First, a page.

The Nelson A. Rockefeller Center for Public Policy and the Social Sciences

E-Court Transition in New Hampshire

An Analysis of Short- and Long-Term Implications
PRS Briefs
PRS Policy Brief 1314-13
August 16, 2014
Austin
Boral
'16
Joshua
Koenig
'16
Zachary
Markovich
'15
Marie
Plecha
'16
Katelyn
Schultz
'16
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Executive Summary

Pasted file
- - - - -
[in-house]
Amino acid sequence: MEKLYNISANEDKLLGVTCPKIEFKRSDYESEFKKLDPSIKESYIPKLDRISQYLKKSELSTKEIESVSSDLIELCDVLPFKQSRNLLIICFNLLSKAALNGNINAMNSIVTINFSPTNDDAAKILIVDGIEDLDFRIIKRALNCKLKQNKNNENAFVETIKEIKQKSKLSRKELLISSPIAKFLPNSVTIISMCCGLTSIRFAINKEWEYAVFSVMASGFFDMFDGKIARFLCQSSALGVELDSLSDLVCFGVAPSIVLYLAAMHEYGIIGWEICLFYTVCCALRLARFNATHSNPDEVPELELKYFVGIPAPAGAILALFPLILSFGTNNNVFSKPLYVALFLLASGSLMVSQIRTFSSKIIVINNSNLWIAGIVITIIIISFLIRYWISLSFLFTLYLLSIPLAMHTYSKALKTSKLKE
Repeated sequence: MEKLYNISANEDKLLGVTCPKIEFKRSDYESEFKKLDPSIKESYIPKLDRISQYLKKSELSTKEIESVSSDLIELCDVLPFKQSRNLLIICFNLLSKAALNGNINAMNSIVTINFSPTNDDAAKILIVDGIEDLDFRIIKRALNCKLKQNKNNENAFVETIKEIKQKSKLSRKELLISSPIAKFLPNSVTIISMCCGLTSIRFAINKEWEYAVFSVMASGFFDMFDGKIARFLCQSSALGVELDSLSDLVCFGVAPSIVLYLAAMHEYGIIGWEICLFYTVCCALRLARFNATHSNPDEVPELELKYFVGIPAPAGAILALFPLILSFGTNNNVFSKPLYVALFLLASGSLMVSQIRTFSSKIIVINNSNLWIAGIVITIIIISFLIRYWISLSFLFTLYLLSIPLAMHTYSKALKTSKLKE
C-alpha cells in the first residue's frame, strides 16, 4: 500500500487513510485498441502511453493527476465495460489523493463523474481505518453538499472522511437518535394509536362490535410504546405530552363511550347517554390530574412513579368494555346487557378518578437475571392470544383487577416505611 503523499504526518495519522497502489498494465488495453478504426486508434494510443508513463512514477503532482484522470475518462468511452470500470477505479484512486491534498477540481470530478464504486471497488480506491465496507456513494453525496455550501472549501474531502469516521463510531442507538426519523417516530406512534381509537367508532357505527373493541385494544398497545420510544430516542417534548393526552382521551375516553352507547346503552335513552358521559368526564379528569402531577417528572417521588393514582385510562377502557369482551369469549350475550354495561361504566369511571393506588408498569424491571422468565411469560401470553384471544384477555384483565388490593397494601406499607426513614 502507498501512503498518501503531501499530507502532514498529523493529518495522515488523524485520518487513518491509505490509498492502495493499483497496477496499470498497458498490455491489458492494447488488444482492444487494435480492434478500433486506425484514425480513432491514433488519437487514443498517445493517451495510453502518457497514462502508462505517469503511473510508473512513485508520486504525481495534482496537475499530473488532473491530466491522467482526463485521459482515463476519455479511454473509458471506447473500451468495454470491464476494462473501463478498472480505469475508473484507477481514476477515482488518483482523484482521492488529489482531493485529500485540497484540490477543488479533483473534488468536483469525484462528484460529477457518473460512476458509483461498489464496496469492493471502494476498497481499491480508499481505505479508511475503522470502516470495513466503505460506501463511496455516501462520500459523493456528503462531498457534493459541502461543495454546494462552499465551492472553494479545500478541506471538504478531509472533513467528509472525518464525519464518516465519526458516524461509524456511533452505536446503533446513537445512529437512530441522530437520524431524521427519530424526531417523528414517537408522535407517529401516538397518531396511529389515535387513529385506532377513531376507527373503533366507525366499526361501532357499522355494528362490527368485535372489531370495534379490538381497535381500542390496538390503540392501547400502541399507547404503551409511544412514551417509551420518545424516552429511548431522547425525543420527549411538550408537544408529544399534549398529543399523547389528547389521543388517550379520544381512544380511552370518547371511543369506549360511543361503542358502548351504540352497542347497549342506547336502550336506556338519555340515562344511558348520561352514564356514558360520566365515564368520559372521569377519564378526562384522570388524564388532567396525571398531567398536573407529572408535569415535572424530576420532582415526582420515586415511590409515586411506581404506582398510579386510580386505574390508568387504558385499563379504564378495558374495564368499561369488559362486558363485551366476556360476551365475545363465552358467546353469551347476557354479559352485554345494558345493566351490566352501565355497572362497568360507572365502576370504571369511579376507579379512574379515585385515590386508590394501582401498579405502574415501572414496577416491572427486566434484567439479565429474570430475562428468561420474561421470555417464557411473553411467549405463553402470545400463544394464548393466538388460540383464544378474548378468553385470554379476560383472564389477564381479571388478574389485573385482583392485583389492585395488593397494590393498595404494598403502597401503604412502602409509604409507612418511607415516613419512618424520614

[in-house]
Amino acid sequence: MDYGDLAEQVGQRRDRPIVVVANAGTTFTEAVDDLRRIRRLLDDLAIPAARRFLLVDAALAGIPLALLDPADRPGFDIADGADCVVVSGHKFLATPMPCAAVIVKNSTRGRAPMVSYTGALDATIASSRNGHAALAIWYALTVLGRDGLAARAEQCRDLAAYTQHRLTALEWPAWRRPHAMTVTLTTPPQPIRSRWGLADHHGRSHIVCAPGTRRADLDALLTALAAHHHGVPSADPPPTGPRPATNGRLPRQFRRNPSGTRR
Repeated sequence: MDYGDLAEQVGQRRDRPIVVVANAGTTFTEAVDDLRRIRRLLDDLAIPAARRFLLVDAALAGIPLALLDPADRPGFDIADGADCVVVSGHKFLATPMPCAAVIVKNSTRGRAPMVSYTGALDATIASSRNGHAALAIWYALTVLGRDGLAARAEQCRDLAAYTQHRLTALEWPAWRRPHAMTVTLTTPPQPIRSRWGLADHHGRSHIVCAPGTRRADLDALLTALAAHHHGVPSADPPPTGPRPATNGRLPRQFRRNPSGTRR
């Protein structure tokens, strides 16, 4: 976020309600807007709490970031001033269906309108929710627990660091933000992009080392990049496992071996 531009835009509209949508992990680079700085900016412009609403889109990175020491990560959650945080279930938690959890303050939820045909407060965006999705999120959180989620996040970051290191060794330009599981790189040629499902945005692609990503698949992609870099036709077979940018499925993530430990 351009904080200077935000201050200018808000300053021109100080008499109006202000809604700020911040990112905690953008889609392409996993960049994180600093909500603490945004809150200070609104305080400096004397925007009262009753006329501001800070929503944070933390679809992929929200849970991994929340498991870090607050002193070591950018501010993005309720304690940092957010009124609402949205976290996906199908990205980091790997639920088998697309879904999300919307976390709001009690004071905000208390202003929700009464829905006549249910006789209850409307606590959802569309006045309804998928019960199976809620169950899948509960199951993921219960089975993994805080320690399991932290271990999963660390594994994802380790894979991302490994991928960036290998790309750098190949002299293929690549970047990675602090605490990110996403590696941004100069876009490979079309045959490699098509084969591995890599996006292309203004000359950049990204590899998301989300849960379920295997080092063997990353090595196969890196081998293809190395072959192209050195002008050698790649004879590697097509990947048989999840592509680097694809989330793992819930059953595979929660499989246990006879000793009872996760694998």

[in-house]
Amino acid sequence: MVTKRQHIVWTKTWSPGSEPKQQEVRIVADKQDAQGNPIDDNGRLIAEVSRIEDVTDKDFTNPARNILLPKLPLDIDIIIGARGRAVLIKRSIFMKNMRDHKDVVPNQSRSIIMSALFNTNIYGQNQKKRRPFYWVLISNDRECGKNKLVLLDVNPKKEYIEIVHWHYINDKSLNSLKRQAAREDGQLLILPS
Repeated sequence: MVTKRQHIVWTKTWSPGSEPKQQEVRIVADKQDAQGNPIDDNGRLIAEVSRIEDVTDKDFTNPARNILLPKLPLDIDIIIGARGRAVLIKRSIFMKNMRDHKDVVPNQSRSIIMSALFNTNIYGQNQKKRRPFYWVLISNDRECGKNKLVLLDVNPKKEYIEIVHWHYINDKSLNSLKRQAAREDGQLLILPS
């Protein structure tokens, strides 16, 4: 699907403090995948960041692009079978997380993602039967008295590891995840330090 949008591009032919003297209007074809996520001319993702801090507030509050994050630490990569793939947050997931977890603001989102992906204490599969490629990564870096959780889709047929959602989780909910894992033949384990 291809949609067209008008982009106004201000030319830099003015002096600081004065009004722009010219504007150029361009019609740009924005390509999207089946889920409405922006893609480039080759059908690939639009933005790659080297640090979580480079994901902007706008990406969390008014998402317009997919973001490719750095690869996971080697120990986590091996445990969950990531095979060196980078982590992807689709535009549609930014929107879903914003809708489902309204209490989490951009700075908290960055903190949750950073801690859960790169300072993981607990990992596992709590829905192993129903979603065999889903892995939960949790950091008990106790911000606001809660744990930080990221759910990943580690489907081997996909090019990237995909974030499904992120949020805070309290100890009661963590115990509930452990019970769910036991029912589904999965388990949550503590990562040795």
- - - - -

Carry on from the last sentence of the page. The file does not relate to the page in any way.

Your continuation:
New Hampshire is currently entering the evaluation and implementation phase of its e- Courts Project, commissioned in July 2011. The project aims to “...increase efficiency in the New Hampshire Judicial Branch (NHJB) by implementing automated systems through re-engineering of business processes resulting in reduced cost of operations and improved customer service.”1 Initially projected for completion in 2016, the transition is currently being implemented in the Small Claim courts of the 2nd and 6th Circuit and remains on track to finish on time within a more limited scope than anticipated. This report examines the progress of the New Hampshire e-Courts Project since its July 2011 rollout, analyzing the transition’s current status within the scope of several delineated factors. Additionally, through comprehensive comparisons with three U.S. states that have either completed or are currently undergoing a similar transition—New Jersey, Maryland and Oregon—it identifies several key lessons for New Hampshire and other states considering similar projects.

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